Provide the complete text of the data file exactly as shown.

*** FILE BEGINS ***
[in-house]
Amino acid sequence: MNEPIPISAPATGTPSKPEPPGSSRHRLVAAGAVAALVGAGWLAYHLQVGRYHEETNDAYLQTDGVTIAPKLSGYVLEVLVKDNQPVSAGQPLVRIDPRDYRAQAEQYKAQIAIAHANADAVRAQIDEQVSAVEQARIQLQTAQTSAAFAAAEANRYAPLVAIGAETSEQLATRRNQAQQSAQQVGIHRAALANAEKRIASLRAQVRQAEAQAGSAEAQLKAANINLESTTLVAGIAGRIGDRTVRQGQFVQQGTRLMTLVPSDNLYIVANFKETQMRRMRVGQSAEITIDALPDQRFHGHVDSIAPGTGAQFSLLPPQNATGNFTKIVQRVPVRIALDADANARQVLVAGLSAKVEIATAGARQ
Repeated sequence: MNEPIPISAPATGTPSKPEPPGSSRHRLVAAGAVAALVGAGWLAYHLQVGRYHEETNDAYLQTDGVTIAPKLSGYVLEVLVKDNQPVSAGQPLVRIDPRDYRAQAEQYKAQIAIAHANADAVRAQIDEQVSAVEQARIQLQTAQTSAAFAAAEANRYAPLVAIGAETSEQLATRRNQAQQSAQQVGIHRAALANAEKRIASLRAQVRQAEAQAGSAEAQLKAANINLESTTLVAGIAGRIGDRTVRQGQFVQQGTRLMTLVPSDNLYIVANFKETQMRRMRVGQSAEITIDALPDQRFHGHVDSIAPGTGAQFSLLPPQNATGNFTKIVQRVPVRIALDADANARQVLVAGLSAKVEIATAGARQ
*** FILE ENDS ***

[in-house]
Amino acid sequence: MNEPIPISAPATGTPSKPEPPGSSRHRLVAAGAVAALVGAGWLAYHLQVGRYHEETNDAYLQTDGVTIAPKLSGYVLEVLVKDNQPVSAGQPLVRIDPRDYRAQAEQYKAQIAIAHANADAVRAQIDEQVSAVEQARIQLQTAQTSAAFAAAEANRYAPLVAIGAETSEQLATRRNQAQQSAQQVGIHRAALANAEKRIASLRAQVRQAEAQAGSAEAQLKAANINLESTTLVAGIAGRIGDRTVRQGQFVQQGTRLMTLVPSDNLYIVANFKETQMRRMRVGQSAEITIDALPDQRFHGHVDSIAPGTGAQFSLLPPQNATGNFTKIVQRVPVRIALDADANARQVLVAGLSAKVEIATAGARQ
Repeated sequence: MNEPIPISAPATGTPSKPEPPGSSRHRLVAAGAVAALVGAGWLAYHLQVGRYHEETNDAYLQTDGVTIAPKLSGYVLEVLVKDNQPVSAGQPLVRIDPRDYRAQAEQYKAQIAIAHANADAVRAQIDEQVSAVEQARIQLQTAQTSAAFAAAEANRYAPLVAIGAETSEQLATRRNQAQQSAQQVGIHRAALANAEKRIASLRAQVRQAEAQAGSAEAQLKAANINLESTTLVAGIAGRIGDRTVRQGQFVQQGTRLMTLVPSDNLYIVANFKETQMRRMRVGQSAEITIDALPDQRFHGHVDSIAPGTGAQFSLLPPQNATGNFTKIVQRVPVRIALDADANARQVLVAGLSAKVEIATAGARQ